As a writer of nonfiction, I have devoted a good deal of my life to the study of books in every conceivable context, so a work now on the stuff of transmission itself should come as no surprise to anyone. But in the end, these venerable containers of shared wisdom were merely the launching pad for what became a far wider and much deeper adventure of inquiry, one that still has me turning up stories and ideas that in a world without limits would demand inclusion in these pagesit is that compelling a subject.
Beyond paper's obvious utility as a writing surface, its invention in China during the early years of the modern era made possible the introduction of printing, with the first known devices being stamps made from carved wooden blocks, a process known today as xylography (literally, writing with wood). Not long after the Arab world learned to make paper from the Chinese in the eighth century, the Middle East became a center of intellectual energy, with paper providing the ideal means of recording the thoughts and calculations of Islamic scholars and mathematicians. Making its first toehold in Europe by way of Spain late in the eleventh century, the process moved in the thirteenth to Italy, which became, at about the same time, the cradle of what in later years would be known as the Renaissance. From Europe it made its way to North America and the rest of the inhabited world.
The inexorable spread of this versatile material has been told in bits and pieces by a number of paper specialists whose works are thoroughly referenced in my bibliography. While I am certainly mindful of the chronological sweep of this ubiquitous product, a conventional timeline of its discovery and adoption is not the central thrust of this book, even though one of the goals of Part I is nonetheless to provide a selective overview of its glorious history.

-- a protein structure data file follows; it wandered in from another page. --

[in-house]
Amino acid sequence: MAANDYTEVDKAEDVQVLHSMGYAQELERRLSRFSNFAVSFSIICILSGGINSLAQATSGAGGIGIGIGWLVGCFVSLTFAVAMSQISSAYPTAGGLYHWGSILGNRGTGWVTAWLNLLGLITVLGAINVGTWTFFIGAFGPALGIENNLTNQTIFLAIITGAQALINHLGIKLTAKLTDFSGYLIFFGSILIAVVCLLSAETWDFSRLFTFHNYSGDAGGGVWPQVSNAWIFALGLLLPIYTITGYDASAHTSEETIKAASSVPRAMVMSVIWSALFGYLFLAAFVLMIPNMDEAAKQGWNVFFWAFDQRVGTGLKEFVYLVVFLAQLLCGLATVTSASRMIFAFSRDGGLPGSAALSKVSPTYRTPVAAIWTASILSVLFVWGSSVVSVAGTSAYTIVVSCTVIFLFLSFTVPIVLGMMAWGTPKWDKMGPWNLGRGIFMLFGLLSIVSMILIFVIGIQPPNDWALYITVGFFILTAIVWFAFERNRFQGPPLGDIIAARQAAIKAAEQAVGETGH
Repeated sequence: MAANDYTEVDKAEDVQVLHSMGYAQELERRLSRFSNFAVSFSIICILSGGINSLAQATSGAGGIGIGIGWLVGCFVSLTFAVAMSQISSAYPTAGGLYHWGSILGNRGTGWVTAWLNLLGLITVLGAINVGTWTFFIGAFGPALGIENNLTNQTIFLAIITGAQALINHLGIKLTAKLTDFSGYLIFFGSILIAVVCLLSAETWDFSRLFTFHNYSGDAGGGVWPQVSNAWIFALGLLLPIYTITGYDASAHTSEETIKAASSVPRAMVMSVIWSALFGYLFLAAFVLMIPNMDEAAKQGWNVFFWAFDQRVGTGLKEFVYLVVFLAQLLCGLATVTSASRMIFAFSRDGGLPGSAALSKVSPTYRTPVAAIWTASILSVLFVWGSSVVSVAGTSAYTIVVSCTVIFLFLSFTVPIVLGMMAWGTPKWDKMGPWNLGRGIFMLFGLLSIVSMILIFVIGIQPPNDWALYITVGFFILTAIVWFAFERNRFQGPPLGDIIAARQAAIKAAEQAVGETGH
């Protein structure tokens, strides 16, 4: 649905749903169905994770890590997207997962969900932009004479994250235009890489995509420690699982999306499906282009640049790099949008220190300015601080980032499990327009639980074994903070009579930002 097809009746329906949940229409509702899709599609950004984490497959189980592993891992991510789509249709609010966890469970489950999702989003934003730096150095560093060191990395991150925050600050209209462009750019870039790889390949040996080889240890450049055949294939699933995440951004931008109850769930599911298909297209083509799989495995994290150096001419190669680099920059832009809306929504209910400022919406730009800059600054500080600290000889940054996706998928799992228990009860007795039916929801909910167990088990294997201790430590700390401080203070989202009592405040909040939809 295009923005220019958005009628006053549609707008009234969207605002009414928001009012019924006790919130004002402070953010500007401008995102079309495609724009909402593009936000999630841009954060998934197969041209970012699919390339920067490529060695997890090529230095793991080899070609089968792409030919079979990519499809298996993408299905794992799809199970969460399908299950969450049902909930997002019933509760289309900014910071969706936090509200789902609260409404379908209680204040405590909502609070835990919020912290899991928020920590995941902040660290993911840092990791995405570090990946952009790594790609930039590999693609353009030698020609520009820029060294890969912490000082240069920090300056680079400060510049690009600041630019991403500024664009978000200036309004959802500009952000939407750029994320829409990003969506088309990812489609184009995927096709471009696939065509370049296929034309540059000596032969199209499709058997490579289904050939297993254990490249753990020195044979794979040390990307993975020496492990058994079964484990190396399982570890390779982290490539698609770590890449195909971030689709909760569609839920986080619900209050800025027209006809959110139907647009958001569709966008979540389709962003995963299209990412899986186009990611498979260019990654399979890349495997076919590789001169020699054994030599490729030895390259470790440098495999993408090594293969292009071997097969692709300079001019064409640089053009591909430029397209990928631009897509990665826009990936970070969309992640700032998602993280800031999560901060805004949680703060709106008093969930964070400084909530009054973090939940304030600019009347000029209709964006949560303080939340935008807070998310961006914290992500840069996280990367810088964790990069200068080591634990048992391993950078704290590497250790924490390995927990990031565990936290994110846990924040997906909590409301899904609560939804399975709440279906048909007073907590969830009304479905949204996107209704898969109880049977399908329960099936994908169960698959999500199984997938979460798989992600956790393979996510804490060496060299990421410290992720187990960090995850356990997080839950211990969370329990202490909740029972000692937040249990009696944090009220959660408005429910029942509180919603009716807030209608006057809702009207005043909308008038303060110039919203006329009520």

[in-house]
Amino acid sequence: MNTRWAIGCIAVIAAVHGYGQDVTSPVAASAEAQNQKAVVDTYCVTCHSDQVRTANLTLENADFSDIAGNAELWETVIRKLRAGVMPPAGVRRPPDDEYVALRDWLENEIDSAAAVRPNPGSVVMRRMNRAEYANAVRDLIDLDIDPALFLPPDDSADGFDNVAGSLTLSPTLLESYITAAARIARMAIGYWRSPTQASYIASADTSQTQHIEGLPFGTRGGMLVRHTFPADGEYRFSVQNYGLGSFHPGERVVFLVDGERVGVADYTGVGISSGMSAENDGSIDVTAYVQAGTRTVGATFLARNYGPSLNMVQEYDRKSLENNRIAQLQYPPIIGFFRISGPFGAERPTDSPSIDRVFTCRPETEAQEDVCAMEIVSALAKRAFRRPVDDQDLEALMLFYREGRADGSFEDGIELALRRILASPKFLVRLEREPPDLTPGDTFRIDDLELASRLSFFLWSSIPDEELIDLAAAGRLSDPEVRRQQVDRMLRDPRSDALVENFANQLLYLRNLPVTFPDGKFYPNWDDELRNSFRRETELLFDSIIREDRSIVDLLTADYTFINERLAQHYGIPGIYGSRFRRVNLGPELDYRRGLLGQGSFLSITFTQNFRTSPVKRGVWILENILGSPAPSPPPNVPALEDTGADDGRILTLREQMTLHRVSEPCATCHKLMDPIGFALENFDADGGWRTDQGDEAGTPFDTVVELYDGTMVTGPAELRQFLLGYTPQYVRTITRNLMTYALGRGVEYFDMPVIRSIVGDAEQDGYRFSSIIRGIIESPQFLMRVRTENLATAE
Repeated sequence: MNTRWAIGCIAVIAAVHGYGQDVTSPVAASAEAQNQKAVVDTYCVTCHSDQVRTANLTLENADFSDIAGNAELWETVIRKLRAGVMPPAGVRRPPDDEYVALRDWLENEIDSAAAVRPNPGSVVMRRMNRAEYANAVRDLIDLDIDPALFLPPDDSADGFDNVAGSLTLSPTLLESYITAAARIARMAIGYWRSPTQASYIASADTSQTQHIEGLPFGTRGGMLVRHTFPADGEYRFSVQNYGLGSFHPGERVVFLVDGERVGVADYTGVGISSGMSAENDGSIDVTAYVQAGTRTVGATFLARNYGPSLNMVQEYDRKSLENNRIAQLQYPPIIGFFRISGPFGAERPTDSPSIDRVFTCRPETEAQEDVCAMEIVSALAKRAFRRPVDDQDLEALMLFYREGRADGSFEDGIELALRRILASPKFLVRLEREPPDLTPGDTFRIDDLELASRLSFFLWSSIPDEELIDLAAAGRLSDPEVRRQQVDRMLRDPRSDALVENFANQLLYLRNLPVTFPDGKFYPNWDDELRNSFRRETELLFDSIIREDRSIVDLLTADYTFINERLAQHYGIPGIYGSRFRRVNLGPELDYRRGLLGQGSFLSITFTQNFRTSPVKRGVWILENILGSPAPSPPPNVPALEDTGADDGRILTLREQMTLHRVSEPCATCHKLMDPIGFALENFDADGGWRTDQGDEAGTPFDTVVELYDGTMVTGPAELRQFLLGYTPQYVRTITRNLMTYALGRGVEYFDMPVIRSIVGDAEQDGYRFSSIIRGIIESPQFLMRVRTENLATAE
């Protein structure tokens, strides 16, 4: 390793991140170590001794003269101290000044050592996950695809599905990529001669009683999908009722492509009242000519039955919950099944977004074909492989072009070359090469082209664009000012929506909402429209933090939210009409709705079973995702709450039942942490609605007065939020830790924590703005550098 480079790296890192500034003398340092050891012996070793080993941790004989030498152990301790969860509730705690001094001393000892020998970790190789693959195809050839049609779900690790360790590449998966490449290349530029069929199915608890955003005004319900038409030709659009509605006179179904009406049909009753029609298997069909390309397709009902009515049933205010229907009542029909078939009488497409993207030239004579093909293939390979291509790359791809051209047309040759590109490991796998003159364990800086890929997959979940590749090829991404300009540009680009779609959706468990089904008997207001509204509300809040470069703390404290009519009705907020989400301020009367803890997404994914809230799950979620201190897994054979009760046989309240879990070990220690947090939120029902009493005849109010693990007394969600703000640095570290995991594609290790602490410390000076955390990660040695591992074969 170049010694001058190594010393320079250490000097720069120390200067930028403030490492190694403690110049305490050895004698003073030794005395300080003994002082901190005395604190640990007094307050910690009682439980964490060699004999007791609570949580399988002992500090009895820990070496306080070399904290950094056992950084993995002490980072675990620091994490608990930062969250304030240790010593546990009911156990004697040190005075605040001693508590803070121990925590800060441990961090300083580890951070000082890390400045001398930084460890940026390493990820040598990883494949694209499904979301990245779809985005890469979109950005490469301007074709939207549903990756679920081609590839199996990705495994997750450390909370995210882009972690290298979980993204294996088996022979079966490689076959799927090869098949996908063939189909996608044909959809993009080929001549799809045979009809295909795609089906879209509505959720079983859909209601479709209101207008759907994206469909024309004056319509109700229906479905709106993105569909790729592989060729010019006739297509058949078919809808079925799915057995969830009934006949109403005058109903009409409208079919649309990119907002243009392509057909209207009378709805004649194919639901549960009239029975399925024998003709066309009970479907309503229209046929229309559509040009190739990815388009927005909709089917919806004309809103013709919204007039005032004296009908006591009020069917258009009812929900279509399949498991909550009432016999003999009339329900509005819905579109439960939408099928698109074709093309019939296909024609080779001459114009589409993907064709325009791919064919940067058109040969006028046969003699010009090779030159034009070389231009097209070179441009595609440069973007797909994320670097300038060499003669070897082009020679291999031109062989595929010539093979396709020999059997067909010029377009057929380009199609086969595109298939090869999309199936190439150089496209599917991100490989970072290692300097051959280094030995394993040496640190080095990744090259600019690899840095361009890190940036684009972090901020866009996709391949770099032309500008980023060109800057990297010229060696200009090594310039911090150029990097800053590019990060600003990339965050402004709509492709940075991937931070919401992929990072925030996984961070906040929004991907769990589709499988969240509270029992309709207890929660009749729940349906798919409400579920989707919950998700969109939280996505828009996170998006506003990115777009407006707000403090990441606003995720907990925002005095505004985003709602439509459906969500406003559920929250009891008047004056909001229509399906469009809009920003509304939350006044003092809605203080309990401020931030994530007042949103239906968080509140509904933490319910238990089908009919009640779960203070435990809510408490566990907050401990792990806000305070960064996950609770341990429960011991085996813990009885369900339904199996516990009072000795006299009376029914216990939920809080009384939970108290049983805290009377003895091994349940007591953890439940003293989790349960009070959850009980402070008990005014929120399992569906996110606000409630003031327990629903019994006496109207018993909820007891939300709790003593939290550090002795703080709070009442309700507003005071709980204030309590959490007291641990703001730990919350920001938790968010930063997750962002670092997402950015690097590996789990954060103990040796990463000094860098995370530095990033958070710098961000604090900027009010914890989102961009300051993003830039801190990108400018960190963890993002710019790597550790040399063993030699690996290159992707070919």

Instead, my driving interest points more to the idea of paper, one that certainly takes in the twin notions of medium and message but that also examines its indispensability as a tool of flexibility and function. The laser physicist and master origami folder Robert Lang, whom you will meet in Chapter 15, lives by the credo that "anything is possible in origami," which can pretty much be said about paper itself. Paper is light, absorbent, strong, plentiful, and portable; you can fold it, mail it, coat it with wax and waterproof it, wrap gunpowder or tobacco in it, boil tea in it. We have used paper in abundance to record our history, make our laws, conduct our business, correspond with our loved ones, decorate our walls, and establish our identities.
When it comes to pure utility, modern hygienic practice is unimaginable without paper; when used as currency, people will move heaven and earth to possess it. In realms of the intellect, every manner of scientific inquiry begins as a nonverbal spark in the mind, and more often than not that first burst of perception is visualized more fully on a sheet of paper. When it's used as an instrument of the generative process, innovators of every persuasion can sketch and tinker away on it at will, design buildings and machines on it, compose music and create poetry on it. As a "paper revolution" swept through Europe in the eighteenth century, architects and engineers transformed the manner and the means of the living landscape. The Industrial Revolution in particular is hard to conceive of without its precisely reproduced instruction sheets to guide assembly crews in their various assignments.
The word virtual has become, in the computer age, one way of describing a simulated reality that exists quite apart from the concrete world, an alternative existence that is not just a copy but a substitute for the real thing. In the expression of imagery, there is nothing at all new about the concept; people have endeavored to create likenesses of themselves and their surroundings for millennia, with examples to be found in cave paintings prepared thousands of years ago, during the last ice age, many of them impressive to this day for their artistry and execution. By no means unique in this regard, paper has nonetheless been around for centuries, nobly fulfilling that function
Excerpted from On Paper by Nicholas A. Basbanes. Copyright © 2013 by Nicholas A. Basbanes. Excerpted by permission of Knopf, a division of Random House LLC. All rights reserved. No part of this excerpt may be reproduced or reprinted without permission in writing from the publisher.
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